Clean Water Action is celebrating the Clean Water Act’s 40th anniversary this fall. Passage of that law was Clean Water Action’s very first victory, so we’re celebrating that, too — along with our own 40th birthday.
The Clean Water Act has brought incredible cleanup progress, but daunting challenges remain.
Forty years ago, some of the Great Lakes were declared dead. The Chesapeake Bay, San Francisco Bay and other estuaries were choking on pollution, and their fish was unhealthy to eat. The Delaware, Anacostia, Potomac, Colorado and many other rivers were inhospitable to fish, smelled terrible, and were used as dumping grounds for all kinds of noxious pollution. The Everglades and other national treasures were being drained and filled out of existence.
Forty years later, we see huge progress. Where once fish couldn’t survive, today aquatic populations thrive, attracting anglers, boaters and swimmers. Where once people stayed away from our waters because they smelled too bad, today revitalized lakeshores and river banks support tens of thousands of jobs in local communities.
This progress didn’t just happen. Having a strong law was important. Having Clean Water Action around — to make sure the law was implemented and enforced, to push for strong clean-ups and to challenge polluters who were still dumping into our rivers and streams — was equally important.
Despite this progress, we’re nowhere near meeting the Clean Water Act’s goals of fishable, swimmable, drinkable water for all Americans. In addition to the old pollutants, we now face toxic chemicals that we can’t see or smell but which are toxic even at very low levels, climate change impacts, runoff of pollution from parking lots, roads, lawns and farms, and even new contaminants that can change the sex of fish!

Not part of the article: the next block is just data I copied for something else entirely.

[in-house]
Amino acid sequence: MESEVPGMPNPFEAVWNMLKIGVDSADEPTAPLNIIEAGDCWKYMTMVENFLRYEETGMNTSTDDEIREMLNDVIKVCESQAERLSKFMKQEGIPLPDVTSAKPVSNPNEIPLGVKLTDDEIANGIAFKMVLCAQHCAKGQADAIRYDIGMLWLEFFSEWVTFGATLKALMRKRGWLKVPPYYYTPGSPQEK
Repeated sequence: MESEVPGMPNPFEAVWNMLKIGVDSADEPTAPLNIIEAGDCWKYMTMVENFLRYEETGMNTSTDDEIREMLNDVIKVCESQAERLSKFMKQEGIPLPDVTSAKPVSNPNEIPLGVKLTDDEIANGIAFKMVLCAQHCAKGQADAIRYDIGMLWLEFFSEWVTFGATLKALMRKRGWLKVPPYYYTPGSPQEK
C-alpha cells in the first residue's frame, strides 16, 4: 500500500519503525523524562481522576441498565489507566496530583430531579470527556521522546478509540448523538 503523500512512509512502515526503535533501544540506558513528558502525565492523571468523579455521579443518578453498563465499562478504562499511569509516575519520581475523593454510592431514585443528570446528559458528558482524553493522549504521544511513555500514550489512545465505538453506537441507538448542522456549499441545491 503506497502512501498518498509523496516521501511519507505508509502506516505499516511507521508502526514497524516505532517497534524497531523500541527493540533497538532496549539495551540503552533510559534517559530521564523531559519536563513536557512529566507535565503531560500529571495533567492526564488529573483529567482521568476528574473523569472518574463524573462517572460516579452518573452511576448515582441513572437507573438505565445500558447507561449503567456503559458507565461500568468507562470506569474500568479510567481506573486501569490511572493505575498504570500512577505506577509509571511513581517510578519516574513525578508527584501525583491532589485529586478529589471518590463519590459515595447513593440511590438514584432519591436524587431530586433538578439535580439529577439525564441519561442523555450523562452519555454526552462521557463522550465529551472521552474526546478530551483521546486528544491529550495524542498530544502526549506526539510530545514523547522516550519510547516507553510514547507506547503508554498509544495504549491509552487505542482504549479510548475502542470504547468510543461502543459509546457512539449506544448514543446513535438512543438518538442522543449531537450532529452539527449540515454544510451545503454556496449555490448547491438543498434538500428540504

At the same time, weakening changes made under the Bush Administration have left small streams and wetlands outside the protection of the Clean Water Act, putting drinking water for 117 million Americans at risk. Much unfinished Clean Water Act business remains before us — eliminating the exemptions enjoyed by Big Agriculture, for example.
Adding to these challenges are the unprecedented attacks on the Clean Water Act led by polluters and their allies in Congress. Over the past year and a half, the U.S. House has voted more than 300 times to weaken or roll back key environmental laws, including the Clean Water Act. Instead of working to clean up our water and address additional challenges, we’ve spent too much time in the last year defending basic safeguards.
As I reflect on 40 years of progress under the Clean Water Act, on the many challenges before us, and Clean Water Action’s role, I am reminded of just how critical support from members like you has been over the years. Our success cleaning up and restoring waters all across the country could not have happened without you.
Thank you for your membership, and for all you do to protect your local lakes, rivers and streams. Together we will continue to make great progress toward the goal of fishable, swimmable, drinkable water for all Americans.
Yours for clean water,
Robert Wendelgass -President & CEO, Clean Water Action